Welcome to our April Blog Hop!
This month we are so excited to help you reach your business and life goals, featuring articles, how-to’s and resources for you today that have helped each consultant, blogger and business owner on the hop in their own lives and businesses. Get ready to be inspired for a fabulous month ahead of you as you move along through the blog hop.
You may just be starting the blog hop or may have come from 3. Kim McDaniels at iBiz Design Duchess on Natalie Bradley’s Blog Hop. If you get off track at any time, the full lineup below will help you move along from blog to blog so you make sure to see and learn from all of the articles featured here today.
Financial Spring Cleaning: What should you do first?
Have I ever had credit card debt? Yes! There have been times in my life when I haven’t been able pay my balance in full when the bill arrives.
Credit card debt is the enemy of a good budget, but life happens. Even the best budgeter can have unplanned expenses.
According to a recent study by Trans Union, the average US adult carries $4,878 in credit card debt. That doesn’t include zero percent balances. That means the average US adult owes almost $5,000 plus the additional interest.
If this is you, I want you to take a deep breath. Debt repayment is just financial housework. There’s nothing to be afraid of here.
Do you know what’s really scary? Having company due in 5 minutes when the bathrooms aren’t clean. When that happens, do you lock the front door and pretend you’re not home? No! You walk into the bathroom and decide which part needs to be cleaned first (just in case you run out of time before the doorbell rings).
That’s right. I just compared paying off credit card debt to scrubbing the toilet. That’s because you want to use the same thought process with your credit cards. Some cards will need more attention than others, so you need to make a list of your debts which includes the interest rate and minimum payment amounts.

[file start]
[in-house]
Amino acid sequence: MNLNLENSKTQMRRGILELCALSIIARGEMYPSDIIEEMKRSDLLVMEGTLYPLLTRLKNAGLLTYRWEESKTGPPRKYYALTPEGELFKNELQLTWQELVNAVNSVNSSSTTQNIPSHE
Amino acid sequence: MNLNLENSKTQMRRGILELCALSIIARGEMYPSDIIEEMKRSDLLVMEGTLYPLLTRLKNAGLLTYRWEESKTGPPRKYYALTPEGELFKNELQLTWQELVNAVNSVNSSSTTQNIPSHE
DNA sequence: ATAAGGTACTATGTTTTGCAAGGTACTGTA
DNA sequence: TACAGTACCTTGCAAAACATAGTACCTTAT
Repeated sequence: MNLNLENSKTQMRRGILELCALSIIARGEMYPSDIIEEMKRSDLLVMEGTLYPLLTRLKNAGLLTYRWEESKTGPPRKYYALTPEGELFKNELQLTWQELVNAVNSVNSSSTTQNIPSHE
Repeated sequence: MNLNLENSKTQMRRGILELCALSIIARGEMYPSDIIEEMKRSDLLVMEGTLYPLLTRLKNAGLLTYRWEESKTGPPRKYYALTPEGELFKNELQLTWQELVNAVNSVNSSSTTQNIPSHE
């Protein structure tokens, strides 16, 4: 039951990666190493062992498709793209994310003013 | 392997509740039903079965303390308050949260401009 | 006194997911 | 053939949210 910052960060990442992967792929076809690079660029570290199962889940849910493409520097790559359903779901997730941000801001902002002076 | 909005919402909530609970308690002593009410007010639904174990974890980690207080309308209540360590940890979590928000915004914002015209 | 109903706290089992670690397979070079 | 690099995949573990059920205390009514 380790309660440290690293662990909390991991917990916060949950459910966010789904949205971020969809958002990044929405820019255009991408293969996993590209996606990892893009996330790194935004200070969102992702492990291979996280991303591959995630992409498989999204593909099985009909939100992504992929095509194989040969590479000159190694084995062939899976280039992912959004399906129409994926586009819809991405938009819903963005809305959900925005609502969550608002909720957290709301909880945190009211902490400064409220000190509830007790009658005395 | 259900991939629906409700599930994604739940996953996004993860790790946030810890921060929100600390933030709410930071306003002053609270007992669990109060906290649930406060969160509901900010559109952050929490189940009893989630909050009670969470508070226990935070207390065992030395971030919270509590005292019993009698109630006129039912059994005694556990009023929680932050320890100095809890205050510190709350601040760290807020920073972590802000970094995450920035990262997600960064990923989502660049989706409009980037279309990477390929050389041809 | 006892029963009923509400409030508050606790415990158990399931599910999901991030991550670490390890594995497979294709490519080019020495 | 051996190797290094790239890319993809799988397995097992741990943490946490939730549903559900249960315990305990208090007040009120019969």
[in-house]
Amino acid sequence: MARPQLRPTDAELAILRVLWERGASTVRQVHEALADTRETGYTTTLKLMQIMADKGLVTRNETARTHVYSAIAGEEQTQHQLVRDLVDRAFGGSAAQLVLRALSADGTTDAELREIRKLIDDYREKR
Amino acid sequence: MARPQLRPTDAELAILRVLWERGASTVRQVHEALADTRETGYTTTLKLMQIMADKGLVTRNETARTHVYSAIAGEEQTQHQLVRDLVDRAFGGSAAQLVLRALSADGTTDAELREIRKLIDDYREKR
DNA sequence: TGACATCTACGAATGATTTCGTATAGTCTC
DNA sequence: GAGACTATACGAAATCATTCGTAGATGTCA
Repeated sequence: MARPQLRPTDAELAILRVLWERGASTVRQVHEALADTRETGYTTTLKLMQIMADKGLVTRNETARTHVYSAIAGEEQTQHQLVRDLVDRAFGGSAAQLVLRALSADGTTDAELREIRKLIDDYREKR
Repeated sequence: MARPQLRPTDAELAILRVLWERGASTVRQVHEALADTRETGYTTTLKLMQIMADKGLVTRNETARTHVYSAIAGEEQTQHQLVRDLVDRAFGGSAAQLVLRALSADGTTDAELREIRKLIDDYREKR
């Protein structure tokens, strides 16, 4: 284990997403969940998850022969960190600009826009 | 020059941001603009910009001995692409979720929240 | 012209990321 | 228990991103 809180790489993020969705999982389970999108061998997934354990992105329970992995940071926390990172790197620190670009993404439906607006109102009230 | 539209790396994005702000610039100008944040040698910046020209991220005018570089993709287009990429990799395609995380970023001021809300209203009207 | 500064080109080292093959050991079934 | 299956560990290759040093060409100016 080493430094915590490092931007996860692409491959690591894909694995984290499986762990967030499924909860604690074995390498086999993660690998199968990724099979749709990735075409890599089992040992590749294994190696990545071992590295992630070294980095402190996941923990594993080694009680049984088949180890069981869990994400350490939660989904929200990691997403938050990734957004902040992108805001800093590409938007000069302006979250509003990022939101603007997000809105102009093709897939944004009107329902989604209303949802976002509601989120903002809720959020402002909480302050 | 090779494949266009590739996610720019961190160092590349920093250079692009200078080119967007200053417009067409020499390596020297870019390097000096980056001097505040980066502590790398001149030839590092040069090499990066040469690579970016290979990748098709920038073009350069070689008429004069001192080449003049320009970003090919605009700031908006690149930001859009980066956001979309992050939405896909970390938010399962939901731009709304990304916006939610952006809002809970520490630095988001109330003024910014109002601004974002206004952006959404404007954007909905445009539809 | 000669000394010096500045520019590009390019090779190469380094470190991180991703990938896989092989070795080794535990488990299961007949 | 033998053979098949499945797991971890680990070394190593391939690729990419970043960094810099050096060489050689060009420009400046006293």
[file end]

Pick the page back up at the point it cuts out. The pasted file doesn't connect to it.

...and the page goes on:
There are two methods to setting priorities on your credit cards.
Option 1: Pay the highest interest rate first. Your list will look something like this:
This is the best option if you want to save money. Using the example above, you pay as much as your budget will allow on card #1, and only the minimum on cards #2 and #3. When #1 is paid off, you make card #2 the highest priority. Rinse and repeat until all cards are paid in full. When you pay the highest interest rate first, you pay less overall.
Option 2. Pay the smallest debt first. Your list will look something like this.
This option is good if you need to see results to stay motivated. Receiving a bill with $0 due is really satisfying. A positive emotional boost can really keep the momentum going. You can compare it to housework, dieting, or exercise. We like to see improvements.
Bottom line: You have chosen to get out of debt (your goal) and the actions that will get you there (your plan). You’ll know the best option for you and your family, and you can change tactics whenever you want as long as you’re moving forward.
Let us know which option you choose and how you are doing.
The next stop is 5. Robin Hardy at Integrity Virtual Services on Natalie Bradley’s Blog Hop! Thanks for visiting and I hope to see you again next month!